Gov. Brown lauds police accountability bills from Legislature
Oregon legislators reached a swift consensus Friday on half a dozen bills that one of their chief advocates says will move toward improving police practices and accountability.
The bills were one of the chief aims of the special session, which Gov. Kate Brown called a month after the death of George Floyd in Minneapolis prompted nationwide demonstrations against police misconduct. The session ended Friday after three days.
Brown said Saturday that lawmakers heeded public sentiment.
"It wasn't just big marches in Portland," she told reporters on a conference call. "It was people in small towns, suburbs and rural areas also standing up to say 'Black Lives Matter.'
"I called the Legislature together because I do not want to hear the words 'I can't breathe' from the mouth of a single Oregonian and not from one more American. The entrenched racial inequities in our justice system are a longterm problem. It will take more than three days in our state Capitol to set our state on a course toward justice and equity for all."
The bills restrict — but do not ban — police use of chokeholds on suspects and tear gas on crowds. Instead of transferring investigations of officer-involved shootings from county district attorneys to the state attorney general, a bill sets up a legislative committee to look at police use of force, citizen complaints about police and independent review of officer-involved shootings.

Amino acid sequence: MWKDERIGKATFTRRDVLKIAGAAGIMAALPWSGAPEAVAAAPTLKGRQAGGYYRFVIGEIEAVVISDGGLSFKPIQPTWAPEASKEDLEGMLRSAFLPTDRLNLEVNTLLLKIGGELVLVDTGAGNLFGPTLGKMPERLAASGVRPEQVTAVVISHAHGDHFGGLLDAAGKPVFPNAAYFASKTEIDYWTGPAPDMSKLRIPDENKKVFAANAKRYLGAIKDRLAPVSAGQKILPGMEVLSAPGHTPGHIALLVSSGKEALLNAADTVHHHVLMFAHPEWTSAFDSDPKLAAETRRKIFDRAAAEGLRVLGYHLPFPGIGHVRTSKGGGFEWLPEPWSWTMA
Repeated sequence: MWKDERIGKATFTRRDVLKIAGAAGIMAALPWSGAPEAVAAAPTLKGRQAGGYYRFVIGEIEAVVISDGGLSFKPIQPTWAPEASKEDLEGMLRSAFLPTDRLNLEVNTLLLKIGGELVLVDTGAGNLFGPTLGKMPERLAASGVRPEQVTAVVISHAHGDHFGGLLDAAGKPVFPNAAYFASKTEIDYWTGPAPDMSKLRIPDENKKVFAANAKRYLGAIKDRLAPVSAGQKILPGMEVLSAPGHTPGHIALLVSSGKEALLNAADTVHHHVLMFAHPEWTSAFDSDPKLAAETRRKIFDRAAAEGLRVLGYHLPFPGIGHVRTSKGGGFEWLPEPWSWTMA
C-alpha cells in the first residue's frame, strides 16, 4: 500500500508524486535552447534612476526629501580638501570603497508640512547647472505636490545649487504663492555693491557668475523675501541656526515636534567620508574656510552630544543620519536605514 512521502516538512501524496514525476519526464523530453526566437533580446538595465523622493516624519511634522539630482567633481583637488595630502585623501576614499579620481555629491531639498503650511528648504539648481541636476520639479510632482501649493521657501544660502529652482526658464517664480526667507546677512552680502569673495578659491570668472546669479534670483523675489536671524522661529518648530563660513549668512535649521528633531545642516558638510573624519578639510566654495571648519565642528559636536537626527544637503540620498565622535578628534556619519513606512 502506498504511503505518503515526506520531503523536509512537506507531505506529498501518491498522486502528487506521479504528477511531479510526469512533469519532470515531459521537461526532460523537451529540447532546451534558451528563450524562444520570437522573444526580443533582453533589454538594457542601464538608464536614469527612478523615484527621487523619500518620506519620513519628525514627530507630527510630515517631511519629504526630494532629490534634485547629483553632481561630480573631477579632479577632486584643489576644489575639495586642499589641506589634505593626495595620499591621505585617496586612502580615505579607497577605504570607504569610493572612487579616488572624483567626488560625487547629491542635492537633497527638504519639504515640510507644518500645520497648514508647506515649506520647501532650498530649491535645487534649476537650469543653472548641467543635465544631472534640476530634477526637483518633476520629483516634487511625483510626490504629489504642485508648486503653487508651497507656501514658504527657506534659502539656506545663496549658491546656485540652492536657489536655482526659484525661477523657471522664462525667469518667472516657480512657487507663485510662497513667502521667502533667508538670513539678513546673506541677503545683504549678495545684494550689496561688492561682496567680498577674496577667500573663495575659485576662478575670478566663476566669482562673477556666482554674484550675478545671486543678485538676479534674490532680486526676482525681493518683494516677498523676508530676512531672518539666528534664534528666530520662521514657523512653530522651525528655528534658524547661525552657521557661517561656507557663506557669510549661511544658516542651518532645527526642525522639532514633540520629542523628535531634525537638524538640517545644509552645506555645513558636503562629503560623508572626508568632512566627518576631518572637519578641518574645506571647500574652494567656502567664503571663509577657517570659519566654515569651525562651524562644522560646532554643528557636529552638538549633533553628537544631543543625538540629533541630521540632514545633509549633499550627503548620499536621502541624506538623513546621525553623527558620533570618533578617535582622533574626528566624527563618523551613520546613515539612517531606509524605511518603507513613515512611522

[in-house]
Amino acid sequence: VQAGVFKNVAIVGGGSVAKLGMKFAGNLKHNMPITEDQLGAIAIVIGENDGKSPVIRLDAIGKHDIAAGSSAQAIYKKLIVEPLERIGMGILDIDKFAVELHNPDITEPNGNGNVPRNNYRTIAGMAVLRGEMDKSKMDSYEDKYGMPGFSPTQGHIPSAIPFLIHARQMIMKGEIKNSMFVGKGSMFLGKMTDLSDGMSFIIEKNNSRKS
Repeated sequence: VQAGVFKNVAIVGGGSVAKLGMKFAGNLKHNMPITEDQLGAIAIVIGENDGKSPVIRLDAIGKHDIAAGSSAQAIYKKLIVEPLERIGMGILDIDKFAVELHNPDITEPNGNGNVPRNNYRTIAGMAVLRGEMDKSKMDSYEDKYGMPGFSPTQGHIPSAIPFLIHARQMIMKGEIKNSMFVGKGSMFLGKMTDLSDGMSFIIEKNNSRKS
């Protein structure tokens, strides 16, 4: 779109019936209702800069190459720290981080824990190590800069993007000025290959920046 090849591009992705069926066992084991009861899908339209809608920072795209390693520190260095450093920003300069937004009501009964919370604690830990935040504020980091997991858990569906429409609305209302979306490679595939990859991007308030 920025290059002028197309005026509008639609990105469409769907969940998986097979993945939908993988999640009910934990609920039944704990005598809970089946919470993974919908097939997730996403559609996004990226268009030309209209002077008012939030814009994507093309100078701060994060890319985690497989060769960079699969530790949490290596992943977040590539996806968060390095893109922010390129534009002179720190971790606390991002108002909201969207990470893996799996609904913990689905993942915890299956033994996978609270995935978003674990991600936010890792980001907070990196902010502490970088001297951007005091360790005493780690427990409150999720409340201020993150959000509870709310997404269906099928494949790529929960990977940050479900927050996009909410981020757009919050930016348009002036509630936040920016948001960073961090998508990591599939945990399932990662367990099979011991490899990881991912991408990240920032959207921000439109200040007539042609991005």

Sen. Lew Frederick, a Democrat from Portland, said they're a start. Frederick, one of two African Americans in the Oregon Senate, has worked on such legislation during his 11-year legislative tenure.
"This is another important step in reforming our law enforcement to become one that all Oregonians can trust," he said.
"While there may be a few bad apples (among police), one has the power to take a human life — and one is too many."
Rep. Rick Lewis is a Republican from Silverton, where he was mayor and police chief, and also chairman of the state Public Safety Standards and Training Board. He said most police live up to their professional standards — and welcome steps to weed out bad officers.
"They are the ones who run toward danger, not away from it," he said. "Police work is one of the few professions where good people undergo ridicule and criticism when there are a few bad cops in the profession, no matter where in the country they are."
Rep. Janelle Bynum, a Democrat from Clackamas who leads the House Judiciary Committee, said she welcomed Lewis' help in shaping the package.
"It is important not to pick on people, but to dismantle the system that is generating outcomes that none of us is happy with," Bynum said. The Black lawmaker was the focus of an incident in 2018, when she was canvassing her district and someone called the Clackamas County sheriff to check on her.
Senate Republican Leader Fred Girod of Stayton expressed concern that police unions will be a barrier to real change that is overdue.
"All people are created equal, and we still struggle with that," he said. "It is time that it ends. It's been going on for far too long." Expressed concern about the influence of police unions.